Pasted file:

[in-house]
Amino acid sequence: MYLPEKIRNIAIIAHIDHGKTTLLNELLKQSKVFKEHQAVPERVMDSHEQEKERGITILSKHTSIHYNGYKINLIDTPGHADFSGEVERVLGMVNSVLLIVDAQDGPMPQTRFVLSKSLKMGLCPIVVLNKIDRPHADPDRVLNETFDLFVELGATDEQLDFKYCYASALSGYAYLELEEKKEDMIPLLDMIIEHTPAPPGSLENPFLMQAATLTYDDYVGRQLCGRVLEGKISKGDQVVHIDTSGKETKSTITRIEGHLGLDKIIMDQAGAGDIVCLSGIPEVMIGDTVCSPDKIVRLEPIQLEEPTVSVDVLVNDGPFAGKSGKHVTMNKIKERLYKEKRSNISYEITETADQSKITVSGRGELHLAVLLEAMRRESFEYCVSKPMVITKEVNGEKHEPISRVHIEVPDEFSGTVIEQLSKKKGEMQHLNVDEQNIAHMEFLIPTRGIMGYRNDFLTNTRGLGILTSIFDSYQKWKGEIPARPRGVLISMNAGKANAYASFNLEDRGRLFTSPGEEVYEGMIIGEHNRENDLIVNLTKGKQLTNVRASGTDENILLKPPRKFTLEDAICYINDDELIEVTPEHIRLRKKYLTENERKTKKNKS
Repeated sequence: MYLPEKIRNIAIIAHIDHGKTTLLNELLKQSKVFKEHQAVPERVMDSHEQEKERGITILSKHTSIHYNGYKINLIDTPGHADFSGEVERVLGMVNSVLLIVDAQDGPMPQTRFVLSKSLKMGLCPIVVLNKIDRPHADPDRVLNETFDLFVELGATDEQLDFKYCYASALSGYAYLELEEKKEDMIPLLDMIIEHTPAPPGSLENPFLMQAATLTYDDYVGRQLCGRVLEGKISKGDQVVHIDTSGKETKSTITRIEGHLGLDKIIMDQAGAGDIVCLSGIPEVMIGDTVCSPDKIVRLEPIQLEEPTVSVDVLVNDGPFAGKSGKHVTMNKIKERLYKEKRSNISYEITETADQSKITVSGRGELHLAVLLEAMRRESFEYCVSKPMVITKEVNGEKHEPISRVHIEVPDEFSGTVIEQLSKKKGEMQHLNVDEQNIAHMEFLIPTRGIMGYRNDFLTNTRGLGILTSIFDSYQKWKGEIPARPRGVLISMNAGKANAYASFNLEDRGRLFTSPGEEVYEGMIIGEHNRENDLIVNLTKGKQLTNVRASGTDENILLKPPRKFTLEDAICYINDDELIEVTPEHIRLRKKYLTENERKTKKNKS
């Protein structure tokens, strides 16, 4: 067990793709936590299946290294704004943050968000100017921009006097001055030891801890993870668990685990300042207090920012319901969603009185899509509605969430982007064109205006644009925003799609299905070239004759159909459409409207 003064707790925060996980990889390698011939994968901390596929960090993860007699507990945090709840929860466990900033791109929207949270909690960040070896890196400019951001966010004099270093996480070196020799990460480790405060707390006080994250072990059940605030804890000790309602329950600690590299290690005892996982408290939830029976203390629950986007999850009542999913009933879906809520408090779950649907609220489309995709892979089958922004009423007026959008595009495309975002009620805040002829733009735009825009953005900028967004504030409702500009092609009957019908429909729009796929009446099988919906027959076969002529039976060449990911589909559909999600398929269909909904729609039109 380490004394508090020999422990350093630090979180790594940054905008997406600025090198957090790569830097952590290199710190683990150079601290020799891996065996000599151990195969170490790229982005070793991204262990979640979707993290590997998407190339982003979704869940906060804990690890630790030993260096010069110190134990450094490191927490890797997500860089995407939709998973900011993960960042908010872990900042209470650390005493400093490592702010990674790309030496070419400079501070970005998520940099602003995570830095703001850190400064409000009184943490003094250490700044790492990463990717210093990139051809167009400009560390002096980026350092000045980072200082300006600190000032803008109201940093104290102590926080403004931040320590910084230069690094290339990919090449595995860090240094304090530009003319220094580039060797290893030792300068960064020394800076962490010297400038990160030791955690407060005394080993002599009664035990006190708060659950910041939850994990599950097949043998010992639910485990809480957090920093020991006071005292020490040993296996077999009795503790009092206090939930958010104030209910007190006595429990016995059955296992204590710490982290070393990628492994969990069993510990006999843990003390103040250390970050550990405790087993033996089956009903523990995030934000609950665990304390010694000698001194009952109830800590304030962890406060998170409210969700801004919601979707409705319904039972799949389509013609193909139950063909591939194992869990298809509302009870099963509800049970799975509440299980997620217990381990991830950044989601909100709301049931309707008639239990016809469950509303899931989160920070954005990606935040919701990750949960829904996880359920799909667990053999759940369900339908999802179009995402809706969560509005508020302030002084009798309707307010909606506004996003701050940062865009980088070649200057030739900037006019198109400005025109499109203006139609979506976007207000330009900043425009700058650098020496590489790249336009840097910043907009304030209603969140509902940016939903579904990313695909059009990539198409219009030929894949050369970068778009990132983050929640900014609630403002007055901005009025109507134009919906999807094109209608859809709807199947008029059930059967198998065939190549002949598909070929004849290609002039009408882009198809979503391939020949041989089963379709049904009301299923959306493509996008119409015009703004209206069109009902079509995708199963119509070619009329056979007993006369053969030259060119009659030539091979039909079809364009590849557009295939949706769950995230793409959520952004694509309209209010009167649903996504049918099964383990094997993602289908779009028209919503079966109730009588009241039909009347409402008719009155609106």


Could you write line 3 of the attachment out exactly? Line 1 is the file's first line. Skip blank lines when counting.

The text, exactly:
Repeated sequence: MYLPEKIRNIAIIAHIDHGKTTLLNELLKQSKVFKEHQAVPERVMDSHEQEKERGITILSKHTSIHYNGYKINLIDTPGHADFSGEVERVLGMVNSVLLIVDAQDGPMPQTRFVLSKSLKMGLCPIVVLNKIDRPHADPDRVLNETFDLFVELGATDEQLDFKYCYASALSGYAYLELEEKKEDMIPLLDMIIEHTPAPPGSLENPFLMQAATLTYDDYVGRQLCGRVLEGKISKGDQVVHIDTSGKETKSTITRIEGHLGLDKIIMDQAGAGDIVCLSGIPEVMIGDTVCSPDKIVRLEPIQLEEPTVSVDVLVNDGPFAGKSGKHVTMNKIKERLYKEKRSNISYEITETADQSKITVSGRGELHLAVLLEAMRRESFEYCVSKPMVITKEVNGEKHEPISRVHIEVPDEFSGTVIEQLSKKKGEMQHLNVDEQNIAHMEFLIPTRGIMGYRNDFLTNTRGLGILTSIFDSYQKWKGEIPARPRGVLISMNAGKANAYASFNLEDRGRLFTSPGEEVYEGMIIGEHNRENDLIVNLTKGKQLTNVRASGTDENILLKPPRKFTLEDAICYINDDELIEVTPEHIRLRKKYLTENERKTKKNKS